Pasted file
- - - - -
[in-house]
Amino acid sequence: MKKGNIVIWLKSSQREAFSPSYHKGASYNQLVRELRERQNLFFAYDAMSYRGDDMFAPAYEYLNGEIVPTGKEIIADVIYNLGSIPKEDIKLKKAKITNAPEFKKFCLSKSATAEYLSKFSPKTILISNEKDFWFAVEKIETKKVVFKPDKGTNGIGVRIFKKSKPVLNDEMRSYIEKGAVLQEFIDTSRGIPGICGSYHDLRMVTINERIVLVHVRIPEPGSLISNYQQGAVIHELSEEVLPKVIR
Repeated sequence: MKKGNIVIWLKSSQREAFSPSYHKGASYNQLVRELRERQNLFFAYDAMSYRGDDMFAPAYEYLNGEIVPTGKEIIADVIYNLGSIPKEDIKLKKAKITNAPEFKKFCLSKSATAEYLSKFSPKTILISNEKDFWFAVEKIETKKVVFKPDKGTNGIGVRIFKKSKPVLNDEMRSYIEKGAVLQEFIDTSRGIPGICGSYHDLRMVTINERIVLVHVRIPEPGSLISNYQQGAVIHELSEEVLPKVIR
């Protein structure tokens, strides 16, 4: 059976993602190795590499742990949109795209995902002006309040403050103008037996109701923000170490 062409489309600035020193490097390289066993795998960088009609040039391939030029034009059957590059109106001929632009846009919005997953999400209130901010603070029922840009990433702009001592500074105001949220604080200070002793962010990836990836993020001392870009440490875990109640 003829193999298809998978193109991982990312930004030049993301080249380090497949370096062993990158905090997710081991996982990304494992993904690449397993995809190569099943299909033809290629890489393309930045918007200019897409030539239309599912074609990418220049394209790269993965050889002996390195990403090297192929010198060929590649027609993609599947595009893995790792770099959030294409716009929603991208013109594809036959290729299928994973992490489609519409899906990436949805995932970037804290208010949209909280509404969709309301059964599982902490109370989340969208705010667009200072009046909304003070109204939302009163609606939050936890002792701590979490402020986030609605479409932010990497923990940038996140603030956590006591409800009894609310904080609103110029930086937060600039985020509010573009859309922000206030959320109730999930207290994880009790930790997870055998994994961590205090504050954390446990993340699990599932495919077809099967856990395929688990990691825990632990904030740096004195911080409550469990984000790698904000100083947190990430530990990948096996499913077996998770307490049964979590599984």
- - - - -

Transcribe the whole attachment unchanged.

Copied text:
[in-house]
Amino acid sequence: MKKGNIVIWLKSSQREAFSPSYHKGASYNQLVRELRERQNLFFAYDAMSYRGDDMFAPAYEYLNGEIVPTGKEIIADVIYNLGSIPKEDIKLKKAKITNAPEFKKFCLSKSATAEYLSKFSPKTILISNEKDFWFAVEKIETKKVVFKPDKGTNGIGVRIFKKSKPVLNDEMRSYIEKGAVLQEFIDTSRGIPGICGSYHDLRMVTINERIVLVHVRIPEPGSLISNYQQGAVIHELSEEVLPKVIR
Repeated sequence: MKKGNIVIWLKSSQREAFSPSYHKGASYNQLVRELRERQNLFFAYDAMSYRGDDMFAPAYEYLNGEIVPTGKEIIADVIYNLGSIPKEDIKLKKAKITNAPEFKKFCLSKSATAEYLSKFSPKTILISNEKDFWFAVEKIETKKVVFKPDKGTNGIGVRIFKKSKPVLNDEMRSYIEKGAVLQEFIDTSRGIPGICGSYHDLRMVTINERIVLVHVRIPEPGSLISNYQQGAVIHELSEEVLPKVIR
């Protein structure tokens, strides 16, 4: 059976993602190795590499742990949109795209995902002006309040403050103008037996109701923000170490 062409489309600035020193490097390289066993795998960088009609040039391939030029034009059957590059109106001929632009846009919005997953999400209130901010603070029922840009990433702009001592500074105001949220604080200070002793962010990836990836993020001392870009440490875990109640 003829193999298809998978193109991982990312930004030049993301080249380090497949370096062993990158905090997710081991996982990304494992993904690449397993995809190569099943299909033809290629890489393309930045918007200019897409030539239309599912074609990418220049394209790269993965050889002996390195990403090297192929010198060929590649027609993609599947595009893995790792770099959030294409716009929603991208013109594809036959290729299928994973992490489609519409899906990436949805995932970037804290208010949209909280509404969709309301059964599982902490109370989340969208705010667009200072009046909304003070109204939302009163609606939050936890002792701590979490402020986030609605479409932010990497923990940038996140603030956590006591409800009894609310904080609103110029930086937060600039985020509010573009859309922000206030959320109730999930207290994880009790930790997870055998994994961590205090504050954390446990993340699990599932495919077809099967856990395929688990990691825990632990904030740096004195911080409550469990984000790698904000100083947190990430530990990948096996499913077996998770307490049964979590599984």